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Norman England: The Domesday Book

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The Domesday Book

The Norman invasion of 1066, was led by Duke William of Normandy, who became William I (William the Conqueror), King of England.  He who was a descendant of those pagan Vikings, who attacked coastal communities from Scandinavia, who settled in the Seine Valley in 911.

When King Edward the Confessor died, Harold seized the English throne, and Edward’s promise that William should succeed him, was ignored.  This precipitated a Norman attack, as William claimed his right to the English throne.

England of the 11th century was not only an old country, but one stepped in wealth, one of which was English wool being exported to Europe…

So the Domesday Book was born, for he needed to know how much his new kingdom was worth.  Who owned every piece of land, those who lived and worked it, how much livestock, and set it down as a record.

They recorded the name of the estate, whose name it was in, how much livestock, ploughs, slaves, freemen, sokemen, wood, meadow, pasture and mills.  How much each freeman and sokeman had, and its considered value, thereof.

For it was a record of estates and manors, and how much tax could be levied across the country as a whole… an estate liability.

After the Norman Conquest, William initiated a change of estates and manor ownership, which would be recorded in the Domesday Book of 1086.  Some 180 large estates and manors formerly owned by Anglo-Saxons, changed hands to that of Norman Barons.

6,000 farmers, who owned their land, now had to lease it from their new Norman masters.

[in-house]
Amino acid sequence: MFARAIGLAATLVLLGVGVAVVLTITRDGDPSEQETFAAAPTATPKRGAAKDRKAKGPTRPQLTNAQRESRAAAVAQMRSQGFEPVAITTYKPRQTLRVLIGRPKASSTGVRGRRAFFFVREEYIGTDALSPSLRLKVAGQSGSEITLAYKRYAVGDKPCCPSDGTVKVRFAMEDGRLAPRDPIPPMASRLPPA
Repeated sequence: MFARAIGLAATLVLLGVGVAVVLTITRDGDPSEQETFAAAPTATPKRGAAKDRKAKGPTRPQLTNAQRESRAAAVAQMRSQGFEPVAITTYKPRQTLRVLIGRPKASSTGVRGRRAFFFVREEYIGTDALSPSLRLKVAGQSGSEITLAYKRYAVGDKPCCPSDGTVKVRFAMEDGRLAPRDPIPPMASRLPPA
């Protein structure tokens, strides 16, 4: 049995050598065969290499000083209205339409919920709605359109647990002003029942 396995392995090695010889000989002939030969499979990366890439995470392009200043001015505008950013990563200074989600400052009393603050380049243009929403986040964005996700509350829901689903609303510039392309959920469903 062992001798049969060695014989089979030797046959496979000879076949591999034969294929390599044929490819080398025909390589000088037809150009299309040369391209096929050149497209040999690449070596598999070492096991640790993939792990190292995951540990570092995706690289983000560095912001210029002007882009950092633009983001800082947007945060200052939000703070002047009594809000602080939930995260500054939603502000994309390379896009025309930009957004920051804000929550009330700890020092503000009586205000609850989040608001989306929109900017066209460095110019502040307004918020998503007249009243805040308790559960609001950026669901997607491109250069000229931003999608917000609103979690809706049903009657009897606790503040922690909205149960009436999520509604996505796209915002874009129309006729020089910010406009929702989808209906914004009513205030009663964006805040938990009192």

The Domesday Book described a conquered country to a King, who never uttered a word of the English language, but wanted a detailed record of its ownership, and estimated value for tax purposes.  It paints a picture of early medieval England, with its Feudal System, Local Government and Taxation.

The Doomesday Book was a new start for the country, whose roots were firmly rooted in the past.

Of the sixteen Anglo-Saxon Bishoprics, only one survived, the others were moved to large centres under Norman leadership, and all six Anglo-Saxon Sees were changed to Norman.

By the year 1200, most of the Anglo-Saxon Cathedrals were destroyed and replaced by Norman-Styled Architecture of which many still exist to this day.

William took over a country, down to the last blade of grass, and developed a system, run by his Norman officials, from central to local officials.  For he needed England’s wealth in taxes to pay for his army.

So a demand for tax would be sent to a shire, by representatives of the court, which would carry the royal seal, often backed by military forces to ensure payment.

When Edward the Confessor died, and Duke William of Normandy his chosen successor finally claimed the English throne.  Who would have believed he would milk the country dry by means of taxation, to pay for his own army…

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